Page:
As if it’s not bad enough that we have to waste a huge amount of time, not to mention a non-trivial amount of hardware, bandwidth and electricity, trying to deal with spam, we also waste a fair amount of time dealing with the “ingenious” ways that the anti-spam brigade come up with to stop legitimate mail from getting through.
This week’s contribution was so special that it took three of us to confirm that they really were doing something as silly as it first appeared.
First some background: the IP address that you get given by your ISP for your broadband connection is usually dynamically allocated. This means that it may change every time you reconnect, and may be reallocated to other users when you’re not using it. This obviously makes it impossible to selectively blacklist the users of such addresses in response to spam complaints, so it is common practice for mail servers to block connections from all IPs that are known to be allocated on this basis, using something like the PBL. Users of such IP addresses are expected to use their ISP or hosting provider’s mail servers to send outgoing mail, and the administrators of those servers take responsibility for policing their customers (on pain of having their mail servers blacklisted).
Today, a customer complained that a legitimate email being sent via our server in this manner (using authenticated SMTP) was being blocked. On closer inspection, it turned out that the IP addresses that the receiving server was objecting to was not our server’s IP address, but the sender’s IP address on the basis of it having a “poor reputation”. Well duh – it’s a dynamically allocated IP: there’s a decent chance that at some point in its life it’s been allocated to an infected computer and used to send spam. They’s why you don’t accept mail from them directly, right?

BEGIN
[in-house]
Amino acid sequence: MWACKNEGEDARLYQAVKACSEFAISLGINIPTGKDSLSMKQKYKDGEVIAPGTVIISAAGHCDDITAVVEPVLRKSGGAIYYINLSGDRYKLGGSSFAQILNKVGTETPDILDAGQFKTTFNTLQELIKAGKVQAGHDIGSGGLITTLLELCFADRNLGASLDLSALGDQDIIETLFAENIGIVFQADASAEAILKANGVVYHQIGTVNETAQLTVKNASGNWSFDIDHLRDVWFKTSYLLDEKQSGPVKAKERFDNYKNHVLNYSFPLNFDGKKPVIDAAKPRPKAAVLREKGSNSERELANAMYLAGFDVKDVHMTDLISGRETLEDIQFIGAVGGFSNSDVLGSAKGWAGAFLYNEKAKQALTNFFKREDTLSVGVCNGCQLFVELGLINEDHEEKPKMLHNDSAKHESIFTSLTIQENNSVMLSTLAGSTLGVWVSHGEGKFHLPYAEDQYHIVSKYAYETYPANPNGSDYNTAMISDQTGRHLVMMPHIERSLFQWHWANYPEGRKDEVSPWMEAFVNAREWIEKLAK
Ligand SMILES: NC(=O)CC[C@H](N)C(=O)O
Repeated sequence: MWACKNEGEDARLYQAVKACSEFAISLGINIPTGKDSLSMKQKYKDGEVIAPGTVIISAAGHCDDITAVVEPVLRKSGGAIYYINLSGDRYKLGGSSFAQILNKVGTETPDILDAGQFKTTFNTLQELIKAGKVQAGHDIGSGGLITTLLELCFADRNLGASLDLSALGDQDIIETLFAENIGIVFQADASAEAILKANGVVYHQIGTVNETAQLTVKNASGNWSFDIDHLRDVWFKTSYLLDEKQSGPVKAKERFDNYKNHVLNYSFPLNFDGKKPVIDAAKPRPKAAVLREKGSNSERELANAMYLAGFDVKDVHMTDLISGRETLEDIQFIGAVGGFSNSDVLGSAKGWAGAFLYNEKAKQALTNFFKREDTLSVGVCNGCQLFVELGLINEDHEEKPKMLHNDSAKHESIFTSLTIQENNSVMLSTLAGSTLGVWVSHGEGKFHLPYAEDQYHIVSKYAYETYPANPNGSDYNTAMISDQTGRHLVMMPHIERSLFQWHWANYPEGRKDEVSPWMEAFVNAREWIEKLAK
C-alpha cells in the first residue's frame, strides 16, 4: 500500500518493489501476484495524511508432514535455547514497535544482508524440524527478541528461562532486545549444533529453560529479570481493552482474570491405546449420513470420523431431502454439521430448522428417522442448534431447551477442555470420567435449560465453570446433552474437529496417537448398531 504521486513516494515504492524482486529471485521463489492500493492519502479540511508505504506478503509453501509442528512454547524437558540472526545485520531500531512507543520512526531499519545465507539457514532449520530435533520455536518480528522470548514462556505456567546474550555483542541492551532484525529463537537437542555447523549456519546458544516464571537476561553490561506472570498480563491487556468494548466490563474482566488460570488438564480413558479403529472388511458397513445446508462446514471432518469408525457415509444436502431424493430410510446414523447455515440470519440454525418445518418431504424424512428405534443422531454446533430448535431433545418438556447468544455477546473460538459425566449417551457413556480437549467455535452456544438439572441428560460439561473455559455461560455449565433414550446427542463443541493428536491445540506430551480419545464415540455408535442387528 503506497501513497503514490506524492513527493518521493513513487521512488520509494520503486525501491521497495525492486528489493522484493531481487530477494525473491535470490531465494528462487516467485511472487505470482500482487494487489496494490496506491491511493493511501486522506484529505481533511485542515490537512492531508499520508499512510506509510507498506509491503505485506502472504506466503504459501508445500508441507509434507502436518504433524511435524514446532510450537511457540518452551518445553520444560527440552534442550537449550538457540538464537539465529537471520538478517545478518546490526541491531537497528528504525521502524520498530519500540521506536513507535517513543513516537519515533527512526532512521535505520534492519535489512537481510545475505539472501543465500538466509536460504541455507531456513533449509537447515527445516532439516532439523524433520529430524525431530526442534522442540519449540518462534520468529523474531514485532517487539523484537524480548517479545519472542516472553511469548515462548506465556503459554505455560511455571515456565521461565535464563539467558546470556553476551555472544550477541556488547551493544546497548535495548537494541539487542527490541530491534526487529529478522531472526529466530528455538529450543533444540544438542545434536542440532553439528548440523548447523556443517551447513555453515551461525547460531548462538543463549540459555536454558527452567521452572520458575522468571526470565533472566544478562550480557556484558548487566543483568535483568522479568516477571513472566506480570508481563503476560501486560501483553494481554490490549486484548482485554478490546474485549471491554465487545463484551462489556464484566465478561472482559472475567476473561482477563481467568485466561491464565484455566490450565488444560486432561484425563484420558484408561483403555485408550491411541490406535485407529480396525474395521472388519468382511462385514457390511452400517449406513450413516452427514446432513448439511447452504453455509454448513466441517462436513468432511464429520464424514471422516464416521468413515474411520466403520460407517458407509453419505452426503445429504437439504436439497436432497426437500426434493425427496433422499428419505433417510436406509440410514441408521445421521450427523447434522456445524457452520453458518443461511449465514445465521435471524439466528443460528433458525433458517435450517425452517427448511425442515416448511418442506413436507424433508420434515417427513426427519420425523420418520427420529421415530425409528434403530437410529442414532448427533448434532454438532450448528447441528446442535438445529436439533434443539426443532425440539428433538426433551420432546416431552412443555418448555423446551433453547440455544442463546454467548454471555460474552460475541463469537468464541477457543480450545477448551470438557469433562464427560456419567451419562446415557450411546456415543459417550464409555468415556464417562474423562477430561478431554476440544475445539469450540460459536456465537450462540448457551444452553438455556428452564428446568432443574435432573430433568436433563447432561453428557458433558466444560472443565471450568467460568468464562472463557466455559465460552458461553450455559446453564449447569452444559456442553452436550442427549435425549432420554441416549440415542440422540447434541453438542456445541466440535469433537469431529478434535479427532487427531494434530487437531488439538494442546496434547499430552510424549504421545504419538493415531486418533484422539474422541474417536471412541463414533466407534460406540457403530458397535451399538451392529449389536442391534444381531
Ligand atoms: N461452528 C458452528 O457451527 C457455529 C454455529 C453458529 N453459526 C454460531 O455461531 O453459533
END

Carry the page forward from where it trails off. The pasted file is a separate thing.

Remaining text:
The stupid thing is that the only way that the receiver knows the originating IP address is through a “Received” header that we add. That’s right, we could trivially defeat this anti-spam measure by configuring our mail server to not add the header.
Of course we’re not going to do that, as it would break the incredibly useful trace that is provided by the received headers, and is one of the few things that helps keep sane mail admins sane.